‘The women from the Parkinson’s group were the ones who fascinated me the most and it was really interesting to talk with them about their view on life by the wall. When we talked with the home educators, that was fascinating because both teenagers and younger children had different views, and the Prism Arts group loved the bright colours. There was an amazing energy in the room between them and their carers. I learned so much about people and their sense of belonging, which is an area that my work is often structured around. Belonging is always different to different groups of people.’
The brightly coloured wooden placards (many of which were painted by local communities in the workshops after Morag sketched out their words) form the outer shell of the artwork, over a large-scale scaffold frame. ‘Romans loved inscriptions and making their mark to show people they had been there, and that’s sort of what we’ve been doing with these words. Everyone’s name is on the structure as well. It is brightly coloured and some may say it dominates the landscape, but that’s what the fort was there for. It was a dominant piece of architecture. Could you imagine in 122: would anybody have seen a building of that structure and that size before? It must have been phenomenal; like something that had landed from outer space,’ Morag laughs.
‘As you can tell, I am just totally fascinated by the history and the people and the landscape. Everything has come together. There’s involvement from start to finish which is important to me. Some people found the creative workshops interesting but also quite nerve-racking because it may have brought them outside of their comfort zone, but having their words and their painting as part of the piece means they can see that they have collectively made this huge piece of artwork.’
It’s hoped that placing such a bold installation in this ancient landscape will not only capture people’s imagination but also challenge their ideas of what the wall was for (not just a means of keeping people out, but also a frontier that people could cross).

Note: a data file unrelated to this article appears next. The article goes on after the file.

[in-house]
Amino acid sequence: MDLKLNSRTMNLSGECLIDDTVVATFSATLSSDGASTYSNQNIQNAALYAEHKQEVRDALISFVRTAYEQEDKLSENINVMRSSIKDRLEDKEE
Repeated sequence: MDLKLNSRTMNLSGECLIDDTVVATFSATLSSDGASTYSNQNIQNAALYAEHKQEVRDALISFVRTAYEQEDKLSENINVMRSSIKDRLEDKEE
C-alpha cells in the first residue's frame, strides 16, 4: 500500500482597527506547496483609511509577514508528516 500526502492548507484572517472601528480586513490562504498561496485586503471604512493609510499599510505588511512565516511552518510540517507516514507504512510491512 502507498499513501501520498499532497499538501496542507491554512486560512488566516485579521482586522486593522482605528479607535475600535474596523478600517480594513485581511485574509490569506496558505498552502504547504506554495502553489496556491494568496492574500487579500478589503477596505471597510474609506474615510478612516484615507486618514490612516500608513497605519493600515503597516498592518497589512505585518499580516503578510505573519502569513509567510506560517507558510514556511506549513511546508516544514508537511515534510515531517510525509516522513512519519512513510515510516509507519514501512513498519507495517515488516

Morag says building on the wall feels like ‘a very profound moment’ in her career. ‘When you think about it, it is something that hasn’t actually been done since the Romans,’ she says. ‘Although it’s very brightly coloured on the outside, when you go inside, you see all the natural wood and when you look out, the views are the same as those the Roman guards would’ve been looking out at all those centuries ago, and no-one has seen them from the same perspective since. It was this wilderness of the landscape that completely captivated me to put this work here.
‘Anybody who has visited just absolutely loves it because you can go inside. You can look down and see the remaining stones of the North Gate and can see the footprint of the gate underneath you. It’s so important to keep that physical contact with the original wall. I never wanted to cover it up; it’s about enhancing and embracing it and helping people see it from a different perspective.’
As part of the Hadrian’s Wall 1900 Festival,The Future Belongs To What Was As Much As What Is is open to the public until 30th October 2022, after which the structure will be completely removed and the placards will be offered to the community members who painted them.
All Images © English Heritage